Piracy isn’t so good for fish after all

The piracy situation in Somalia is a terrible human tragedy. That’s why when conservationist Joni Lawrence said that it was great because it helped fish stocks to recover,  people like myself and Blogfish author Mark Powell got angry. As it turns out, Joni Lawrence wasn’t just being horribly insensitive- she was wrong.

So I’m not accused of slandering someone out of context, here is Joni Lawrence’s original argument. The Indian Ocean is a rich fishing ground, and many stocks are overfished. Piracy in the area makes people stop fishing because they fear being kidnapped or killed. This, in turn, allows overfished stocks to recover. Though heartless, it seems to make sense at first glance.

However, a report in today’s New Scientist explains the problem with this reasoning. It isn’t just fishing vessels that are afraid to go out. Scientific and governmental monitoring vessels also fear the pirates. Also, desperate economic conditions have caused some fisherman to return to the Indian Oceans’s fishing grounds- only this time, they are taking armed guards with them in place of fishery observers.Without observers on board, fisherman may be more likely to use illegal gear and less likely to take expensive bycatch reduction efforts.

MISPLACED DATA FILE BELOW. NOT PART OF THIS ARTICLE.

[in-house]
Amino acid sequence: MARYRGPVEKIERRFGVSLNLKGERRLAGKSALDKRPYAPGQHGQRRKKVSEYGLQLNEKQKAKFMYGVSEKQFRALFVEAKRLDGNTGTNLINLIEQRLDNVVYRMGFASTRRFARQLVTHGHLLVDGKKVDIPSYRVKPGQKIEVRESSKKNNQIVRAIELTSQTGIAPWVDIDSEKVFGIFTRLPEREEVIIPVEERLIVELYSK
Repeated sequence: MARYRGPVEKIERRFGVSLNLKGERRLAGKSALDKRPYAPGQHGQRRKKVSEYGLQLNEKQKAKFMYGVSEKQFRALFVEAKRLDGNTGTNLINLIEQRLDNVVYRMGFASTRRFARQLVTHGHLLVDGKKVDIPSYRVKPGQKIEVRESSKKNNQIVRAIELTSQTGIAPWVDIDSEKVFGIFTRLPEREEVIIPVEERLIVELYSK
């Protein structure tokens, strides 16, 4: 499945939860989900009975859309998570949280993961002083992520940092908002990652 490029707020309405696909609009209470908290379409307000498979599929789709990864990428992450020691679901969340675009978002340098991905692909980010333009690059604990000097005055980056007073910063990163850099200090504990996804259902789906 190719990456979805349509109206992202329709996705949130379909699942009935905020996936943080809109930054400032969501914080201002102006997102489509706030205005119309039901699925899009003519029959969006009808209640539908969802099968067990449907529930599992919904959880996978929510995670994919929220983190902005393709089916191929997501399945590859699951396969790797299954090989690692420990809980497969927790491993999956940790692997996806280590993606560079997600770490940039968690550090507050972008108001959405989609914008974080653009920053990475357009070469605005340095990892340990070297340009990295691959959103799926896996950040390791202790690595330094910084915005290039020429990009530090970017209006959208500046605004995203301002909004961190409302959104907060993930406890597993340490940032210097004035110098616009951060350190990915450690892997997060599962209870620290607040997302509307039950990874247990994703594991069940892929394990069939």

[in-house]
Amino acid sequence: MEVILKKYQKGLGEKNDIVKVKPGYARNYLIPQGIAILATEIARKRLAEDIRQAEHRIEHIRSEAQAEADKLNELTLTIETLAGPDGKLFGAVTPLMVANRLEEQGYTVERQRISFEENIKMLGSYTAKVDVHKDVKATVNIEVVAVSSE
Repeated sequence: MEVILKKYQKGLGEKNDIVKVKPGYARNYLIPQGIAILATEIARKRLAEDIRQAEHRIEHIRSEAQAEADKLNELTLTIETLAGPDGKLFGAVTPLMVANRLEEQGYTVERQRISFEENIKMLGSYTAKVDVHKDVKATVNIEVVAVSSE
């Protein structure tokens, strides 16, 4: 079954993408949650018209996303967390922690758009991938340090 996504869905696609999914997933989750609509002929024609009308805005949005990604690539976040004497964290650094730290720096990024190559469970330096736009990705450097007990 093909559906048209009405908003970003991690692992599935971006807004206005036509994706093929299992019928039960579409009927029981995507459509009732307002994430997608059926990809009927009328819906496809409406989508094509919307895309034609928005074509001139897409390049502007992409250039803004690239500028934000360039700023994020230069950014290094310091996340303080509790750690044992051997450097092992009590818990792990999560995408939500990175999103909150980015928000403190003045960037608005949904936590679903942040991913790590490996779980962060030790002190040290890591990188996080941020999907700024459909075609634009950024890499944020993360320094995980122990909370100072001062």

Somalian piracy isn’t just a terrible problem for people,  it’s a terrible problem for fish as well.



  1. Joni · March 25, 2010

    Hi David,

    For what it’s worth, my quotes were completely taken out of context. The whole piracy helping overfishing was the journalist’s idea – not mine. I don’t condone piracy and wouldn’t even if it did spare fish populations. The reporter manipulated the conversation then twisted my words to get those quotes. In fact the last quote “So, ideally, in a perfect world, we could employ the pirates and pay them a salary to do this(?)” was a rhetorical question asked sarcastically because the reporter had just made that suggestion. What she didn’t include was my subsequent comment that that would be ridiculous.

    And note that the last sentence in the article completely contradicts what she claims I said: “Lawrence says while eradicating piracy may help boost tuna catches and allow those economies to recover…”

    I didn’t say eradicating piracy would boost tuna catches – I said piracy needs to be eradicated because it’s violent and populations whose economies are suffering as a result of piracy need to be supported and, as a silver lining, this might be an opportunity to not only raise awareness of overfishing but also to teach sustainable fishing practices to people that rely on the fishing industry for a living.

    Don’t believe everything you read. We’re on the same team. See my post of 22 September 2009: http://marinebio.org/blog/?p=888

    In fact, your upcoming book sounds great. Let me know when it’s published and I’ll share the news with our readers on the blog and MarineBio.org.


  2. BioCofC · April 30, 2010

    Piracy is not good. Scaring off scientists and government officials is a bad thing. Scientists and government officials cannot maintain fishermen’s bycatch if they are afraid of piracy. With fishermen and their bycatch they are not going to follow the laws and might make species become endanger. This is not good for the ecosystem. Piracy should be stopped.

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